TVM WebAssembly and Javascript Backend

This folder contains TVM WebAssembly and Javascript backend through Emscripten.


While the LLVM main branch support webassembly as a target. We still need a good runtime with libc and other system library support. Emscripten toolchain offers that nicely. The general idea is to build TVM against the fastcomp LLVM backend in the Emscripten project and allow us to generate asmjs-unknown-emscripten as a backend target.

Setup Emscripten

Checkout Emscripten Portable SDK Downloads to download emsdk-portable and unzip it on a local folder. Follow the installation guide from emscripten document.

./emsdk update
./emsdk install latest
./emsdk activate latest

Because we need to compile against the LLVM backend of emscripten, we will need the source and llvm library. Which can be installed via following command.

./emsdk install clang-incoming-64bit
./emsdk activate clang-incoming-64bit

Setup Environment Variable

In normal setting, we can setup the necessary environment variable with the following command.

source /path-to-emsdk-portable/emsdk_env.sh

However, this will put emscripten's clang and llvm path ahead of the current system path. What you can do is to set the path manually, by putting emscripten's path after the PATH like the following ones. You can get the detailed path by type ./emsdk activate

export PATH=${PATH}:/emsdk-related-path-here

Build TVM with Fastcomp LLVM

To build TVM with Emscripten's Fastcomp LLVM, we can modify the LLVM_CONFIG in config.mk to point to fastcomp's llvm-config and build TVM normally.

LLVM_CONFIG = /path/to/emsdk-portable/clang/fastcomp/build_incoming_64/bin/llvm-config

Build TVM Web Runtime

The above command gives us the TVM compiling environment. Now we need to build runtime, to do so, make sure we set the environment correctly as in previous section and type

make web

This will create build/libtvm_web_runtime.bc and build/libtvm_web_runtime.js.

Use TVM to Generate Javascript Library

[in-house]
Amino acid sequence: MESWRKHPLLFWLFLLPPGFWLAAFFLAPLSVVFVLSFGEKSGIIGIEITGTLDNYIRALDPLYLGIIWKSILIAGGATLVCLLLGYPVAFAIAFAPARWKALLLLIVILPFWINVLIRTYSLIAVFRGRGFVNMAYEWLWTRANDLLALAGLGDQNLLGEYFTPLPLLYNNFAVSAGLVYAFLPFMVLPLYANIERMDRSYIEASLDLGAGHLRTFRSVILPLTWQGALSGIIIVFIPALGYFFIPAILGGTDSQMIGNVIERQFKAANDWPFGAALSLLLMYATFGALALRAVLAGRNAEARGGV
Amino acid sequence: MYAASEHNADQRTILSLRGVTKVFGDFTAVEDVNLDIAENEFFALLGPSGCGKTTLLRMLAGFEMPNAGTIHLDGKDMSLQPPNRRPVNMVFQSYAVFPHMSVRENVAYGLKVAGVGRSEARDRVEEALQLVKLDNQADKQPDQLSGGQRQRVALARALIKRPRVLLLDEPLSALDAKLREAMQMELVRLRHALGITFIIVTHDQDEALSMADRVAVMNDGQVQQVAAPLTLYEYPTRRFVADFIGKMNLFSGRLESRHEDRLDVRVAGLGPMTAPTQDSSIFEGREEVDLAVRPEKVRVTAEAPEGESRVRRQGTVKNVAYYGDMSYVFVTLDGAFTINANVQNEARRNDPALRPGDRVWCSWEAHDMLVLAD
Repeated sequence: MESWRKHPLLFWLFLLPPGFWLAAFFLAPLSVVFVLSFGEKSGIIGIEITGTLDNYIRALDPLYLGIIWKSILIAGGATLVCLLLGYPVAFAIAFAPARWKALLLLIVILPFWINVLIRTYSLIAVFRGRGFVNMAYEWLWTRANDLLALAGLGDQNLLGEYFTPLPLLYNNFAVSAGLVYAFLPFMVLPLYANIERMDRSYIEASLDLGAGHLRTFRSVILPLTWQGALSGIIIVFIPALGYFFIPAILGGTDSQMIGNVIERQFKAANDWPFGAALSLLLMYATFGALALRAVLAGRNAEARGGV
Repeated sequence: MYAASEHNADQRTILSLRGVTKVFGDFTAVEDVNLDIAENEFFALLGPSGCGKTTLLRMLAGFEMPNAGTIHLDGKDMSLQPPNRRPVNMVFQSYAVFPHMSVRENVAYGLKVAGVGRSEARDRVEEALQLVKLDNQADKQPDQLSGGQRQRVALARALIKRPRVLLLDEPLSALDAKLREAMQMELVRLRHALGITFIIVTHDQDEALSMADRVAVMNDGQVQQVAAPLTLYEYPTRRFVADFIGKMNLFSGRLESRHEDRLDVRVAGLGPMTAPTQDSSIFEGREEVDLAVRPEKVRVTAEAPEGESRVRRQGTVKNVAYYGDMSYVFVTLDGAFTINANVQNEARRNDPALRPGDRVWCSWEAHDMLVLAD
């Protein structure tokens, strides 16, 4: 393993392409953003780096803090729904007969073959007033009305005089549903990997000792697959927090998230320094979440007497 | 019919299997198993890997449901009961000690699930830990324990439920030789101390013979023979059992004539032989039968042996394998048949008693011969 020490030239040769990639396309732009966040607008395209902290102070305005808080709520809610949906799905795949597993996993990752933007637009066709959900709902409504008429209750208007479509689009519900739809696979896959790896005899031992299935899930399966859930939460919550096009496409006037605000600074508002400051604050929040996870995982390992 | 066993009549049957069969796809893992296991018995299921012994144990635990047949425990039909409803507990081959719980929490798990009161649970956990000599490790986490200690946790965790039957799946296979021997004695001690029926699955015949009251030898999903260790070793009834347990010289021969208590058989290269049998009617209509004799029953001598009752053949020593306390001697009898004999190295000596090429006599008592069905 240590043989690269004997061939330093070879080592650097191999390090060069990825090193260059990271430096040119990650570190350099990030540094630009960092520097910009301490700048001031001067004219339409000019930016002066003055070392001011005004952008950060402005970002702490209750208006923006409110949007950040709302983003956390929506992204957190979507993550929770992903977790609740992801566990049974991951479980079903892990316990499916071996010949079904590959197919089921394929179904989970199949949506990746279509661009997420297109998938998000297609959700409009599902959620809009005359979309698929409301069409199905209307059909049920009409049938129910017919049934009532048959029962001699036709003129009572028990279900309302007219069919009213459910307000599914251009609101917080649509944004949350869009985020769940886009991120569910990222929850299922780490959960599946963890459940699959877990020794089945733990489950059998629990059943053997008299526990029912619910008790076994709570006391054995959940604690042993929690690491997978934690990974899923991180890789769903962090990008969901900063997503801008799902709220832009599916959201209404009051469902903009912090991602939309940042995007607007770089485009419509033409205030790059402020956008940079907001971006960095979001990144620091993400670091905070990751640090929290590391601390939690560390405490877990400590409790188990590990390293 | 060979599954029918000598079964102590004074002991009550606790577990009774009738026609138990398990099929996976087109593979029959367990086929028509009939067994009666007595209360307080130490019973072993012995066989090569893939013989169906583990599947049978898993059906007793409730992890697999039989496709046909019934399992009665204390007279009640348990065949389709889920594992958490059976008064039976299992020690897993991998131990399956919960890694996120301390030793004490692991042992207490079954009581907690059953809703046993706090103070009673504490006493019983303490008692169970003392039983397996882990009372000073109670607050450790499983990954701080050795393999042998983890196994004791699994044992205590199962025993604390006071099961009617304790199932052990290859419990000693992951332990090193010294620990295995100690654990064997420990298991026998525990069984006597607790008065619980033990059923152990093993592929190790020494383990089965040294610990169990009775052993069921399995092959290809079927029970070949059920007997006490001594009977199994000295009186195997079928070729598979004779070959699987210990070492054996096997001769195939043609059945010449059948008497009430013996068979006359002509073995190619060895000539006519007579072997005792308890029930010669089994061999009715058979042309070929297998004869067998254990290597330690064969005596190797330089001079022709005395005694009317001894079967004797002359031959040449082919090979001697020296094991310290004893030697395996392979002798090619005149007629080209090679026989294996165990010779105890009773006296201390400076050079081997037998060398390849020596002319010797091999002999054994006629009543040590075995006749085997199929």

The general idea is to use TVM as normally and set target to be llvm -target=asmjs-unknown-emscripten -system-lib.

The following code snippet from tests/web/prepare_test_libs.py demonstrate the compilation process.

import tvm
from tvm import te
from tvm.contrib import emscripten
import os
def prepare_test_libs(base_path):
    target = "llvm -target=asmjs-unknown-emscripten -system-lib"
    if not tvm.runtime.enabled(target):
        raise RuntimeError("Target %s is not enbaled" % target)
    n = te.var("n")
    A = te.placeholder((n,), name='A')
    B = te.compute(A.shape, lambda *i: A(*i) + 1.0, name='B')
    s = te.create_schedule(B.op)
    fadd1 = tvm.build(s, [A, B], target, name="add_one")
    obj_path = os.path.join(base_path, "test_add_one.bc")
    emscripten.create_js(os.path.join(base_path, "test_module.js"), obj_path)

if __name__ == "__main__":
    curr_path = os.path.dirname(os.path.abspath(os.path.expanduser(__file__)))
    prepare_test_libs(os.path.join(curr_path, "../../build"))

In this workflow, we use TVM to generate a .bc file and statically link that with the build/libtvm_web_runtime.bc(emscripten.create_js will help you do that). The result js library is a library that contains both TVM runtime and the compiled function.

Run the Generated Library

The following code snippet from tests/web/test_module_load.js demonstrate how to run the compiled library.

// Load Emscripten Module, need to change path to root/build
const path = require("path");
process.chdir(path.join(__dirname, "../../build"));
var Module = require("../../build/test_module.js");
// Bootstrap TVMruntime with emscripten module.
const tvm_runtime = require("../../web/tvm_runtime.js");
const tvm = tvm_runtime.create(Module);

// Load system library, the compiled function is registered in sysLib.
var sysLib = tvm.systemLib();

function randomArray(length, max) {
  return Array.apply(null, Array(length)).map(function() {
    return Math.random() * max;

function testAddOne() {
  // grab pre-loaded function
  var faddOne = sysLib.getFunction("add_one");
  var assert = require('assert');
  var n = 124;
  var A = tvm.empty(n).copyFrom(randomArray(n, 1));
  var B = tvm.empty(n);
  // call the function.
  faddOne(A, B);
  AA = A.asArray();  // retrieve values in js array
  BB = B.asArray();  // retrieve values in js array
  // verify
  for (var i = 0; i < BB.length; ++i) {
    assert(Math.abs(BB[i] - (AA[i] + 1)) < 1e-5);

console.log("Finish verifying test_module_load");

Current example supports static linking, which is the preferred way to get more efficiency in javascript backend.

Proxy based RPC

We can now use javascript end to start an RPC server and connect to it from python side, making the testing flow easier.

The following is an example to reproduce this. This requires everything to be in the git source and setup PYTHONPATH(instead of use setup.py install)

  • run "python -m tvm.exec.rpc_proxy --example-rpc=1" to start proxy.
  • Open broswer, goto the server webpage click Connect to proxy.
    • Alternatively run "node web/example_rpc_node.js"
  • run "python tests/web/websock_rpc_test.py" to run the rpc client.

The general idea is to use Emscripten's dynamic linking to dynamically load modules.